Culture Secretary Oliver Dowden has said that Britain will attempt to move away from European data protection regulations as it overhauls its privacy rules after Brexit.
The GDPR data protection rules introduced by the EU in May 2018 are part of UK law even after Brexit, under the Data Protection Act. It imposes strict restrictions on what data controllers can do with individuals’ personal data.
Calling for rules based on ‘common sense, not box-ticking’, Dowden said that any changes will be constrained by the need to offer a new regime that the EU deems adequate, otherwise data transfers between the UK and EU could be frozen.
John Edwards, currently the privacy commissioner of New Zealand, has been named as the government’s preferred candidate to replace Elizabeth Denham as the new Information Commissioner, whose term in office will end on 31 October after a three-month extension.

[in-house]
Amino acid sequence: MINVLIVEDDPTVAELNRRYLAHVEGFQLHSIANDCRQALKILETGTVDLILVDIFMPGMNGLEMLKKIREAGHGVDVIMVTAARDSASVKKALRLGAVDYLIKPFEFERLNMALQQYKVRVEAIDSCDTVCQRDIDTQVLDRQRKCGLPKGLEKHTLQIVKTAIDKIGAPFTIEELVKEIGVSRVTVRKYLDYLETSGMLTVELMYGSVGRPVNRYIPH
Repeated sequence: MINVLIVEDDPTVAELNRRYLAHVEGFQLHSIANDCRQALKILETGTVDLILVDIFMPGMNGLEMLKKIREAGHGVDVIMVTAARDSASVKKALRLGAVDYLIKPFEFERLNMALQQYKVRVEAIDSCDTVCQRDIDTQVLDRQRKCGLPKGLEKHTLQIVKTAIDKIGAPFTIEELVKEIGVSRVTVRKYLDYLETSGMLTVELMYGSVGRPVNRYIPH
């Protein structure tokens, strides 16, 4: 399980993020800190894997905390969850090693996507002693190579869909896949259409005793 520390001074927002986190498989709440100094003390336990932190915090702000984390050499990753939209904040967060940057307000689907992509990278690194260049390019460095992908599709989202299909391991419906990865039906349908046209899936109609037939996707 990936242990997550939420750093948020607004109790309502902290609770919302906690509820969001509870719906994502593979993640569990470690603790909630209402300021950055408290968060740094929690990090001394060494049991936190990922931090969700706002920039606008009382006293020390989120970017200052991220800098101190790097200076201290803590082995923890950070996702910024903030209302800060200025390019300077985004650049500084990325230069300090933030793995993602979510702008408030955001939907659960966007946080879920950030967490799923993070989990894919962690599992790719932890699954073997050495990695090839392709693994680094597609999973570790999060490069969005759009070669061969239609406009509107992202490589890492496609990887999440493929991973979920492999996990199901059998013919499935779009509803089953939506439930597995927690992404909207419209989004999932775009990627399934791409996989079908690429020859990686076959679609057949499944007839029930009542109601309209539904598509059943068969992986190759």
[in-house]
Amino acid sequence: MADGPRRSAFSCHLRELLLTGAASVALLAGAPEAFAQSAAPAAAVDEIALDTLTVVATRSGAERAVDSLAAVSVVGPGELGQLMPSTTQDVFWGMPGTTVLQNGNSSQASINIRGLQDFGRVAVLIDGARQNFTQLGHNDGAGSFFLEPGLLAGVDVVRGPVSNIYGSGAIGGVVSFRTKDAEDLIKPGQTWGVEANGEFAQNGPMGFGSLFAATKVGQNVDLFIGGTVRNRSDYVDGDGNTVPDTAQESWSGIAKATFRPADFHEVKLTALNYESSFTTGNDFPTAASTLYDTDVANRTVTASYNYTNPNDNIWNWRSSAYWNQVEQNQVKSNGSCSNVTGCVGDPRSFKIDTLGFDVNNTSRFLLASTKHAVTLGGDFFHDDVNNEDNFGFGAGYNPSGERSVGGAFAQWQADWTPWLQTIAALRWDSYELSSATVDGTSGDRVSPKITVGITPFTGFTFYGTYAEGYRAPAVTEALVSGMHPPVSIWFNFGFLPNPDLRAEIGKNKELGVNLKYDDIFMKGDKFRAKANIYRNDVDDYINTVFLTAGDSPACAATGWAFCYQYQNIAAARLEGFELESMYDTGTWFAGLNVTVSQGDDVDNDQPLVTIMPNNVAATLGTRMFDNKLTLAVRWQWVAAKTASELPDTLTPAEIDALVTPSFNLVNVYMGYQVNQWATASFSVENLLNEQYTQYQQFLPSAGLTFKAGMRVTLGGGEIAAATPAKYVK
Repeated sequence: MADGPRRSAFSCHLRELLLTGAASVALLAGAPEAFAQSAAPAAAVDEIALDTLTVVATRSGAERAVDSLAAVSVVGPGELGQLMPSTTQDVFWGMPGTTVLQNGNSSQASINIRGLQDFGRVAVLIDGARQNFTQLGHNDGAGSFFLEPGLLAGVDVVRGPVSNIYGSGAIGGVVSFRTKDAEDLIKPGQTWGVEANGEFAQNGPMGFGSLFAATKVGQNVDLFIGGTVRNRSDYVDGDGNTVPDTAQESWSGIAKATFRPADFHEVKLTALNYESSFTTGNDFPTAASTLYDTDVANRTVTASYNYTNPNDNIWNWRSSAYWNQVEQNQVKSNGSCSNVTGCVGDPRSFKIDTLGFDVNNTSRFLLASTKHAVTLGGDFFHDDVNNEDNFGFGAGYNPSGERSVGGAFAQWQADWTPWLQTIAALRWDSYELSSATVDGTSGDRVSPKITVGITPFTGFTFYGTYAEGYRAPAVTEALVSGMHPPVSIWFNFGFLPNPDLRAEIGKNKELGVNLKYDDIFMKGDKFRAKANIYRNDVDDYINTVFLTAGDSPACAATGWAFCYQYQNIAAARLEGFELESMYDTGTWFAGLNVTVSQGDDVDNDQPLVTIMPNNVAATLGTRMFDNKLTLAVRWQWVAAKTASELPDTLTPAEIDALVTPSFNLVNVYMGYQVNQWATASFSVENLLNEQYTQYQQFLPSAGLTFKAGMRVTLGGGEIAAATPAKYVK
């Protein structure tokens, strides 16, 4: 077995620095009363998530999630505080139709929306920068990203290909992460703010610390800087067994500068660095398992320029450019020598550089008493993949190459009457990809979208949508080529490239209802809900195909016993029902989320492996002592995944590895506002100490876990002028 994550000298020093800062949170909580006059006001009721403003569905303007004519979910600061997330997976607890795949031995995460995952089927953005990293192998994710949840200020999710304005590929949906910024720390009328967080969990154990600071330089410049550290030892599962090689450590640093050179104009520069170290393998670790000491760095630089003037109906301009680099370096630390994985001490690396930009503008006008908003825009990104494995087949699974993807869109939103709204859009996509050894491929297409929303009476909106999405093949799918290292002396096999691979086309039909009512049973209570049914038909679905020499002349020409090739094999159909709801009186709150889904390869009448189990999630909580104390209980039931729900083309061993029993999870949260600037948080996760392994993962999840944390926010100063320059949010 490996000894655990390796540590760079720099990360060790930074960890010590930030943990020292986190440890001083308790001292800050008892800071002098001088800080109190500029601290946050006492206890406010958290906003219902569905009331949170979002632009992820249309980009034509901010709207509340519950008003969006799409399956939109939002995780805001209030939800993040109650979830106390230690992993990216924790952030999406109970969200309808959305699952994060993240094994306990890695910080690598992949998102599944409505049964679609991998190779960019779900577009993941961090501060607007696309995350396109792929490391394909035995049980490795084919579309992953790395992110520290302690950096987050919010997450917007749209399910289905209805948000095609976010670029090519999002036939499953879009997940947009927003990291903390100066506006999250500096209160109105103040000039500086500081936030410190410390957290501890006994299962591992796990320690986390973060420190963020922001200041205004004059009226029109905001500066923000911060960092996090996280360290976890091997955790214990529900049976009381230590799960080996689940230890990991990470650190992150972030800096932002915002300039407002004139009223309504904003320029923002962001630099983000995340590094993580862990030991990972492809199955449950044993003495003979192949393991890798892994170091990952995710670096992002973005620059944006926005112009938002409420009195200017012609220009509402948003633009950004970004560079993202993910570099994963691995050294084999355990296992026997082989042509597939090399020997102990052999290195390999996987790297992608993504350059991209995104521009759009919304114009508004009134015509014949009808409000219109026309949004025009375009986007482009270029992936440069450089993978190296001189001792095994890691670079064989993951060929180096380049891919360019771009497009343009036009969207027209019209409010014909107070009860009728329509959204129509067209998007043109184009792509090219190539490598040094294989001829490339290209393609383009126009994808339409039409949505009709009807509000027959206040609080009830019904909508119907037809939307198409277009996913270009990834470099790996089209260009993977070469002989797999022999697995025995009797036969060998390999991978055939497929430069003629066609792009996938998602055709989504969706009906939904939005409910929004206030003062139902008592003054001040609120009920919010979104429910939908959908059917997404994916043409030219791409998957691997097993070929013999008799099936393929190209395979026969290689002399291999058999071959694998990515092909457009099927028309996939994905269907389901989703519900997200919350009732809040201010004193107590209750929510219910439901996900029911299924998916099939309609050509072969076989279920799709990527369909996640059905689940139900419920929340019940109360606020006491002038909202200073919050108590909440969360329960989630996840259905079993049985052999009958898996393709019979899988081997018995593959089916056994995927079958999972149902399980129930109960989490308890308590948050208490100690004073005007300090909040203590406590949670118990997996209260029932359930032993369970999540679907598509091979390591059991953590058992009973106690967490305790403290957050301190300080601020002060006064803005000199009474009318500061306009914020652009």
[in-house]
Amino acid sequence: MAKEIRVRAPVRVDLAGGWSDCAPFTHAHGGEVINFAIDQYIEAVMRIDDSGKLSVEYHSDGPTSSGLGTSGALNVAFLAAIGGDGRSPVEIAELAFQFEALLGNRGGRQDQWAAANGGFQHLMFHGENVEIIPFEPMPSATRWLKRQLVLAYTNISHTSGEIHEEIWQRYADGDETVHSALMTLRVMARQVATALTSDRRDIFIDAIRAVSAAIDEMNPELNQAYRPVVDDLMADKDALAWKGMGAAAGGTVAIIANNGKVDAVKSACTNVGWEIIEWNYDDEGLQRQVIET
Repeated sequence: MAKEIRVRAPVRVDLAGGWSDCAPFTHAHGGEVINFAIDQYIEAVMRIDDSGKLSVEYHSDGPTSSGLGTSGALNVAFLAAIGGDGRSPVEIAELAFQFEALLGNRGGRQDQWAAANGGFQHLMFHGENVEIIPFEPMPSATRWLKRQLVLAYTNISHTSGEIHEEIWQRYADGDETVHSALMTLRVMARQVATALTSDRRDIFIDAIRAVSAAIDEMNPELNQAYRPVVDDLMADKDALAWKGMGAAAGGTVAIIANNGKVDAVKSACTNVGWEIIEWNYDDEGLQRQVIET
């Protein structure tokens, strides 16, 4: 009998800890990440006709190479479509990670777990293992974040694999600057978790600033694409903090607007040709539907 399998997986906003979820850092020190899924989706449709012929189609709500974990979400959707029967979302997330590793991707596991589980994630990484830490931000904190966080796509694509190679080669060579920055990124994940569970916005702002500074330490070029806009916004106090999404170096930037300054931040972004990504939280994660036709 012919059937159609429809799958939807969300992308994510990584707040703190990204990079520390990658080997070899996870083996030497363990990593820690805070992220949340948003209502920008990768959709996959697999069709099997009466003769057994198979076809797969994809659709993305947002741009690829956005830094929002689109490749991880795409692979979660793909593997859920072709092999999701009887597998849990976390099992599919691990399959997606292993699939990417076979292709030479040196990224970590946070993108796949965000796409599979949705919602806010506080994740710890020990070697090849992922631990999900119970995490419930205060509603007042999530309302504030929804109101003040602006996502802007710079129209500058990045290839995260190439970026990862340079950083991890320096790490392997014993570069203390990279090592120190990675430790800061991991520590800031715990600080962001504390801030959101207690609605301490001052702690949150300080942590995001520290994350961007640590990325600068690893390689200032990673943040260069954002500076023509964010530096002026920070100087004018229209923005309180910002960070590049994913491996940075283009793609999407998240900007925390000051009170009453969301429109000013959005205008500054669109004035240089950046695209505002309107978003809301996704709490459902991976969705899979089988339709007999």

Dowden said: “Now that we have left the EU I’m determined to seize the opportunity by developing a world-leading data policy that will deliver a Brexit dividend for individuals and businesses across the UK.
“It means reforming our own data laws so that they’re based on common sense, not box-ticking. And it means having the leadership in place at the Information Commissioner’s Office to pursue a new era of data-driven growth and innovation. John Edwards’ vast experience makes him the ideal candidate to ensure data is used responsibly to achieve those goals.”